Tuesday, December 27, 2005

Chomsky Makes Dershowitz Look Foolish Again

There was a bigtime debate up at Harvard on November 29, 2005, between Noam Chomsky and Alan Dershowitz (RealMedia).

I used to think Dershowitz was legit, but he's just crazy when it comes to Israel - I mean, just, insane. When he talks about Israel he goes into this madman pose. So, kinda feel sorry for him, but when he starts talkin trash about Chomsky - that's it.

I watched the debate and watched Dershowitz repeatedly calling Chomsky all sorts of names - just like a ten year old kid would do to another ten year old kid. I was really embarrassed for Dershowitz and for the students in attendence, but whatever.

Shoot - if anything, I have to give credit to Dershowitz for attempting to debate Chomsky. Most conservatives are too cowardly to do any such thing.

I found out why Dershowitz always acts so cowardly when it comes to Israel, and facing Chomsky:

Chomsky "versus" Dershowitz
Barsamian: Over the years you've been subjected to a number of personal attacks. I don't want you to go into a detailed response because you have done that elsewhere. But I'm curious about your perception and understanding of the nature and character of these attacks. What motivates them? Why do they persist? I'll just give you two examples. On March 16, 1991 you spoke for KPFA and the Middle East Children's Alliance in Berkeley. This prompted a letter from seventeen UC Berkeley academics who condemned you and called you "A defender of the PLO, even when it was carrying out murder missions against Jewish children. You also have the current case of a national bestseller, Alan Dershowitz's Chutzpah. In various passages, he calls you an "anti-Zionist zealot, anti-Israel, anti-American, and anti-Western." Did he leave anything out?

Chomsky: I didn't read it so I can't tell.

Barsamian: But what about these attacks? How do you respond? How can you respond?

Chomsky: You really can't. There's no way to respond. Slinging mud always works. Again, it's partly institutional, but in this case partly personal, too. In the case of the Berkeley professors, the letter came out about six weeks after I was there, and it was a letter, remember, to bookstores, saying that they should not allow this stuff to be heard. I've also been told, although I'm not certain, that there was an attempt to get them to withdraw my books from the stores. I think that's very understandable and I appreciate it. These are people who know perfectly well that they don't like what I say. They know that they don't have either the competence or the knowledge to respond, so the only thing to do is to shut it up, prevent it from being heard because you can't respond to it. Therefore you say I supported the PLO, etc. Most of them probably don't know what I said about anything. But the author of the letter, Robert Alter, knows perfectly well that I condemned the PLO for those atrocities, probably more harshly, certainly more knowledgeably than he did. But that doesn't matter. Facts are irrelevant.

Turning to Dershowitz, there's partly the same story. Again, he knows that he can't respond to what I say. He doesn't have the knowledge or the competence to deal with the issues. Therefore, the idea is to try to shut it up by throwing as much slime as you can. There's a famous story attributed to Sam Ervin, a conservative Senator, who once said that as a young lawyer he had learned that if the law is against you, concentrate on the facts. If the facts are against you, concentrate on the law. And if both the facts and the law are against you, denounce your opposing counsel. Dershowitz is not very bright, but he understands that much. If you can't answer on the facts and if you can't answer on the principles, you better throw dirt. In his case there happens to also be a personal reason.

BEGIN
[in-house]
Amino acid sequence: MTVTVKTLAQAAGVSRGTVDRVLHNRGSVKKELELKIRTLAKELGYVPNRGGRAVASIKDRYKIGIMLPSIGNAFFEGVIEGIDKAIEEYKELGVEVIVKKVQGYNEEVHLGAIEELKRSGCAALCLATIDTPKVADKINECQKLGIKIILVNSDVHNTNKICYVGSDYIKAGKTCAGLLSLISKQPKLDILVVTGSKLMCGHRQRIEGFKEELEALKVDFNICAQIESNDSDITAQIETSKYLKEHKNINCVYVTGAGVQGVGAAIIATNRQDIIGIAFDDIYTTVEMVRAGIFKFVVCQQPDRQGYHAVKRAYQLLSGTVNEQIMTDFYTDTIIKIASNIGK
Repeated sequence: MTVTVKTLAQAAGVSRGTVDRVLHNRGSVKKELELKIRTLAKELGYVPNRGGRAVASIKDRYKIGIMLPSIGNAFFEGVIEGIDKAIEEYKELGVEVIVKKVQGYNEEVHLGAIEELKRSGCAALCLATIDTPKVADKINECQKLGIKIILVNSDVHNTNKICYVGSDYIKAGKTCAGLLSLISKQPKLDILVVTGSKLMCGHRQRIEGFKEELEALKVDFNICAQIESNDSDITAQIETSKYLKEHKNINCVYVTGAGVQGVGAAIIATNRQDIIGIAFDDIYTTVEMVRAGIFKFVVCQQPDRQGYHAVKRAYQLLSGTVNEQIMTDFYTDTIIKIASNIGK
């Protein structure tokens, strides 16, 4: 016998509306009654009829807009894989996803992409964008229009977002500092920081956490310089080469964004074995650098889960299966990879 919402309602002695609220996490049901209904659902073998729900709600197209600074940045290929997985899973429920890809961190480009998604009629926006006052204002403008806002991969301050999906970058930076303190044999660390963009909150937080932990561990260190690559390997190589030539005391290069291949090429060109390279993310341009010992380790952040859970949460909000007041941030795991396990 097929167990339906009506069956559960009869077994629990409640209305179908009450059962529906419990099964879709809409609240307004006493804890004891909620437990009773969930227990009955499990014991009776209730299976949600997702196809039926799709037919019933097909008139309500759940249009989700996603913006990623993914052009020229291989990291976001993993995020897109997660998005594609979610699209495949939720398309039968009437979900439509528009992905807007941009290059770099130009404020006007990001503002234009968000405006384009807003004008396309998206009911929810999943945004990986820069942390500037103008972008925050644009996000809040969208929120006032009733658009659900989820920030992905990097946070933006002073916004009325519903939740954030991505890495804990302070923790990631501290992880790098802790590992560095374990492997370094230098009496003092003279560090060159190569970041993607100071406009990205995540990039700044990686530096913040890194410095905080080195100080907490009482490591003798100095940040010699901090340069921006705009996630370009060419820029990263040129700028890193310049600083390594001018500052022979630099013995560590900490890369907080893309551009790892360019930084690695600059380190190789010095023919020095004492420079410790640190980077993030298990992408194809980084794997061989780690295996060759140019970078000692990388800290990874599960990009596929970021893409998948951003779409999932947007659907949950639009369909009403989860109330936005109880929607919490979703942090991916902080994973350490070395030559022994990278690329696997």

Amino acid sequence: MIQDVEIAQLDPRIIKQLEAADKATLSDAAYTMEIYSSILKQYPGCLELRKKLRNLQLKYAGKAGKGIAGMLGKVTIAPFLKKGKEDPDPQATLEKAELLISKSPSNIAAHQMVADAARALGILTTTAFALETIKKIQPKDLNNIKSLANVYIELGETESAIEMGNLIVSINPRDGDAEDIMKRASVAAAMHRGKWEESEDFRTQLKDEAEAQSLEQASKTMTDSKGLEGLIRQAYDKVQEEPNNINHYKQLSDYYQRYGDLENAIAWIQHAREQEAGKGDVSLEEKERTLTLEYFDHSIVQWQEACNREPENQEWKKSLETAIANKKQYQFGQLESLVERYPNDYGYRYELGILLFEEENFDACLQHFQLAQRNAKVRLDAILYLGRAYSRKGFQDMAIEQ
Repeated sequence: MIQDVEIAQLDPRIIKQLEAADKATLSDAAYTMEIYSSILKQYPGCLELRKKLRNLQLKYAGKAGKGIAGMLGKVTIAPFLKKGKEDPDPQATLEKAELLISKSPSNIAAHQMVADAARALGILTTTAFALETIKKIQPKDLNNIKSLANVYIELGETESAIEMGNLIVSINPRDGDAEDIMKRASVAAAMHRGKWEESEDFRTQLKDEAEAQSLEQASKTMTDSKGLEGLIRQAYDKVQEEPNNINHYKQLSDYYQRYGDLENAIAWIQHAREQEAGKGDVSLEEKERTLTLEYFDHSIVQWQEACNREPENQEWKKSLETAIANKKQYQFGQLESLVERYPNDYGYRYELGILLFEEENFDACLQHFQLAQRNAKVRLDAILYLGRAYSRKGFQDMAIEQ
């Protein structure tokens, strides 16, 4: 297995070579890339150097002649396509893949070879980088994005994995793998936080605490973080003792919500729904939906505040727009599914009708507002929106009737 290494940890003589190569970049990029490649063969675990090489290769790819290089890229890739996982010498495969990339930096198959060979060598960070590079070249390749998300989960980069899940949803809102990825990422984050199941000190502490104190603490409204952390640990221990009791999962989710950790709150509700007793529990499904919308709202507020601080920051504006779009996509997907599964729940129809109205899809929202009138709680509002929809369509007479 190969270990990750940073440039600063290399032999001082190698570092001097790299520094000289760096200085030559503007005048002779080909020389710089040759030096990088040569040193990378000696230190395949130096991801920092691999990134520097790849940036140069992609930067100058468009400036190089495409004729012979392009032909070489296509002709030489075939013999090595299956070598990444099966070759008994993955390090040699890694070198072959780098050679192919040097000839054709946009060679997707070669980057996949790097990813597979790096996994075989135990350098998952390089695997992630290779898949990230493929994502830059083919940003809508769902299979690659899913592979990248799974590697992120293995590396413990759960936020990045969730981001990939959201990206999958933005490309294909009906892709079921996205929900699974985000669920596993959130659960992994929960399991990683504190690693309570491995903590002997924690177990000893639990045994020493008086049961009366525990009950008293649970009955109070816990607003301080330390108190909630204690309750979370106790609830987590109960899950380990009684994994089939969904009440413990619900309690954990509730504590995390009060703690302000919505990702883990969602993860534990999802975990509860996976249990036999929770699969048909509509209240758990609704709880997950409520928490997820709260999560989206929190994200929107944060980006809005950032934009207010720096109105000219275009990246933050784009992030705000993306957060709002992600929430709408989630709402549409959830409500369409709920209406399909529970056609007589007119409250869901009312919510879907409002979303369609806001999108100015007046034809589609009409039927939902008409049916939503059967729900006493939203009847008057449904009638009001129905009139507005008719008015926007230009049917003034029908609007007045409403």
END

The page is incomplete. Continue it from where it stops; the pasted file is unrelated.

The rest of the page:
He's been on a personal jihad for the last twenty years, ever since I exposed him for lying outright in a vicious personal attack on a leading Israeli civil libertarian. Despite pretenses, he's strongly opposed to civil liberties. Using his position as a Harvard law professor, he referred to what the Israeli courts had determined. But he was just lying flat outright. This was in the Boston Globe (April 29, 1973). I wrote a short letter refuting it (May 17). He then came back (on May 25,) accusing everybody of lying and challenging me to quote from the court records. He never believed I had them, but of course I did. I quoted the court records in response (June 5). He then tried to brazen it out again. It finally ended up with my sending the transcript of the court records to the Globe ombudsman, who didn't know what to do any more with people just taking opposite positions. I translated them for him, and suggested that he pick his own expert to check the translations. The ombudsman finally told Dershowitz they wouldn't publish any more letters of his because he had been caught flat out lying about it.

Ever since then he's been trying to get even, so there's just one hysterical outburst after another. That's not surprising, either. He's basically a clown. In that case there's a personal issue overlaying the political issue, which is much more interesting. This personal stuff is not interesting. But if you look at the Anti-Defamation League or the Berkeley professors, and there are plenty of others, it's the Sam Ervin story. You know you can't deal with the material. Either you ignore it, or if you can't ignore it, then defame the speaker. That's the only way you can deal with it if you don't have the brains or the knowledge or you just know your position can't be defended. I think that's understandable, and in a sense you can appreciate it. That's just the hallmark of the commissar.

Dershowitz - clown. Ouch.

Here's a story about more of Dershowitz's clowning and totalitarian ways. Like Chomsky said, "That's just the hallmark of the commissar."

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